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If you use TypeScript, there's absolutely no need for prop types as TypeScript is in charge of type checking. Use prop types only if you're using plain JS.

I would recommend using TypeScript or perhaps Flow (I have no experience with Flow, so can't comment on the experience). If you're looking to move to TypeScript I wrote this post a while back.

 

If you use TypeScript, there's absolutely no need for prop types as TypeScript is in charge of type checking.

This isn't entirely true. There are a number of situations where TypeScript's static typing won't save you, the obvious scenario being a package written in TypeScript that is consumed in javascript.

There are other scenarios that I've run into, in particular when using something like Redux to bind your properties. Often times the ambient type declarations aren't perfect and unexpected data can flow through. PropTypes has helped me debug these scenarios.

 

For your first point, my assumption was that the project was built in TypeScript. If it wasnt though, you are correct, a package built with TypeScript consumed by a plain JavaScript app would not help. On a side note, an editor like VS Code downloads types for packages in the background to provide Intellisense in a JS project.

For your second point, I haven't run into this issue with TS and React. Do you have a sample project demonstrating this?

 

Thanks! Iā€™m having a little struggle to make the difference between the Prop Types and TypeScript at the moment! šŸ˜… But I think I catch up slowly šŸ˜…

 

TypeScript allows you to potentially statically type your whole JS codebase, whereas prop types are really just for validating the soundness of props passed into React components while running in development mode.

When you build for production and are using prop types, ensure to remove them. If you use Create React App, this is already handled for you, but if you have rolled your own config for webpack or another build system, you need to configure your build to remove them for production.

 

I'm new to Typescript and after reading this discussion (and some related articles) it makes all the sense in the world to use Typescript over propTypes.

But by checking some of the most populars React Component Libraries projects

like Material-IU:

or Semantic UI React

or React Toolbox

...it seems some big projects are using both.
So, i'm a bit confused about this. And i don't really get the purpose of these *.d.ts files

Why are they using both? What is the purpose of the *.d.ts files?
How does this fit in a react development workflow?

Can anyone shed some light on this? :)

Thanks in advance!!

 

Why are they using both? What is the purpose of the *.d.ts files?

Because even though the project doesn't use Typescript directly, someone using their library/framework might be developing in Typescript. If the library doesn't have .d.ts files, those developers would have to build type definitions themselves. That's not something you want to do when you just want to import a component into your project (trust me, I've been there.)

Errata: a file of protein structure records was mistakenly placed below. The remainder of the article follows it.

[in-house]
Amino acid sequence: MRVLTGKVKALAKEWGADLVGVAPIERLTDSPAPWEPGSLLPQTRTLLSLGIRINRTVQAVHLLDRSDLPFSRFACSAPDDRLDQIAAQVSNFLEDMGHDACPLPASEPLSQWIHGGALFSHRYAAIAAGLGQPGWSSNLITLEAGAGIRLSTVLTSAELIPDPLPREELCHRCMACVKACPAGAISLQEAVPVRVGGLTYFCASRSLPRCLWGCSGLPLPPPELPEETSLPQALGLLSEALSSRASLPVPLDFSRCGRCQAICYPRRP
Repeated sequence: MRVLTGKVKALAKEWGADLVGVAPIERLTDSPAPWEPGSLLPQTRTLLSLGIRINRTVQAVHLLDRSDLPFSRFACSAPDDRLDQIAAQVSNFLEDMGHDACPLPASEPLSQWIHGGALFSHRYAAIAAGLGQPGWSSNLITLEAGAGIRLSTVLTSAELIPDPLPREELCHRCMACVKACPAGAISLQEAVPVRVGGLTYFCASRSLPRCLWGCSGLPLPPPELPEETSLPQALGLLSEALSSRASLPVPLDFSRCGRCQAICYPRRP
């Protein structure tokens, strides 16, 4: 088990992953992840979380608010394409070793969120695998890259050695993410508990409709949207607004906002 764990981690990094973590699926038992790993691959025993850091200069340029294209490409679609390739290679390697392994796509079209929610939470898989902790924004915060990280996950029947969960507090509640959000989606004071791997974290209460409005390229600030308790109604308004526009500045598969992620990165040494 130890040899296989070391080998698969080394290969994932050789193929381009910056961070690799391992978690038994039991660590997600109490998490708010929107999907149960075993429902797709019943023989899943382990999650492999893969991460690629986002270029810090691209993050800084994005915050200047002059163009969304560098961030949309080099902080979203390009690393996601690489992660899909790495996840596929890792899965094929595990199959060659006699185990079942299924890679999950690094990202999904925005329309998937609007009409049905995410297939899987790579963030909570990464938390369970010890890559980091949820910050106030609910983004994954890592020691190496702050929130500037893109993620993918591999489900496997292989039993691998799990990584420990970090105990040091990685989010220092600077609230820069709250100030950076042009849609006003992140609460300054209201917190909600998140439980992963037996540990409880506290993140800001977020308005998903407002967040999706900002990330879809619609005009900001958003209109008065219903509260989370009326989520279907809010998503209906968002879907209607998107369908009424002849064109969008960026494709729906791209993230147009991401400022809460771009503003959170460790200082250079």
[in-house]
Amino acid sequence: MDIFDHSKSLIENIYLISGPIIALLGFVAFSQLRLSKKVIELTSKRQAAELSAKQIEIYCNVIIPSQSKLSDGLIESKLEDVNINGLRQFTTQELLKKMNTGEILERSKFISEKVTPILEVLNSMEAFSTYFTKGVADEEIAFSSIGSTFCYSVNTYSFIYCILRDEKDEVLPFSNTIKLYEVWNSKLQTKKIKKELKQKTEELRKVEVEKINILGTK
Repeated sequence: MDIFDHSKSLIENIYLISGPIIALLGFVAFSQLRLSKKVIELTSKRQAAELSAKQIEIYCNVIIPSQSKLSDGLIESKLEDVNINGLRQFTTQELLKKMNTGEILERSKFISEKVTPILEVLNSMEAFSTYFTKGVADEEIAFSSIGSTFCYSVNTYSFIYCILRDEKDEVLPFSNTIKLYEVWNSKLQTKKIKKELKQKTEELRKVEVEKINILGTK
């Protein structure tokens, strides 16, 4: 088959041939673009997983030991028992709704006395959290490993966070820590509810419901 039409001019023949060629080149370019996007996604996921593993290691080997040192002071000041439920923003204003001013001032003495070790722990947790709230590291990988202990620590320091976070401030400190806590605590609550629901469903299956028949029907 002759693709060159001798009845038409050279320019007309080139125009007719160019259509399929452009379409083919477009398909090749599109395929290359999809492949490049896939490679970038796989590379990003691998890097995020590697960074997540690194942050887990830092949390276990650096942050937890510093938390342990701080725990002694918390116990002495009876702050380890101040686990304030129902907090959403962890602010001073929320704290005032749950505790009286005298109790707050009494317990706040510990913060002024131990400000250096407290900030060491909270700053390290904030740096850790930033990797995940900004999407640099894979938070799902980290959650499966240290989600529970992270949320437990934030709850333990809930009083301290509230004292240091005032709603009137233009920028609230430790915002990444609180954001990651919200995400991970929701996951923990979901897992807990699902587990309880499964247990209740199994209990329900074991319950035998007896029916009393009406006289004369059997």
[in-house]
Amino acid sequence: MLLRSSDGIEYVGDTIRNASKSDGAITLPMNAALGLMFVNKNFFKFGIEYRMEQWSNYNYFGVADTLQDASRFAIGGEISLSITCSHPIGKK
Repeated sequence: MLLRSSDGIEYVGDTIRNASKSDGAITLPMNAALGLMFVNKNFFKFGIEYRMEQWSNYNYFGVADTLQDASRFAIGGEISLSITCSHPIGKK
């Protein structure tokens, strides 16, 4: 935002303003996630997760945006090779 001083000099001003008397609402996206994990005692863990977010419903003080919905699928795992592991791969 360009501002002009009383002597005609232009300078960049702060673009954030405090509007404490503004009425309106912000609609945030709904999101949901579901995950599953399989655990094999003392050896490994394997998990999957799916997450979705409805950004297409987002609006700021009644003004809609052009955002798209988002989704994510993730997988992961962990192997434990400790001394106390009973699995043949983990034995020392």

You are right, I have also seen some popular projects using both typescript types and proptypes but couln't understand why.

Here is ant-design using both

 

I worked in a project where were used PropTypes and I strongly suggest to migrate to Typescript. I did most of the code migration, and after that I had to left. Sometime after, I ask about the project, and one of my coworkers said to me that they handle to migrate to Typescript, but PropTypes was still a thing for them, I think because they use them in production as well.

  • Typescript: Static type check.
  • PropTypes: Runtime type check.

If you are going to check for type just in development, then Typescript is a better option. Even if you are going to check in production, that you should not for performance reasons, but if you are, still, you would be much better with Typescript, and adding on top PropTypes just for the sake of runtime checking.

 

TypeScript and PropTypes serve two different purposes. TypeScript validate types at compile time while PropTypes validate types at runtime. PropTypes are important when you are testing or debugging components that work with external data, e.g. API calls.

It's possible to generate PropTypesfrom TypeScript interfaces with the babel-plugin-typescript-to-proptypes.

 

I haven't thought about using typescript in react. While prop types and typescript seem to be doing the same thing, typescript also supports interfaces.

By defining interfaces you can ensure that some components will not miss the props that they need.

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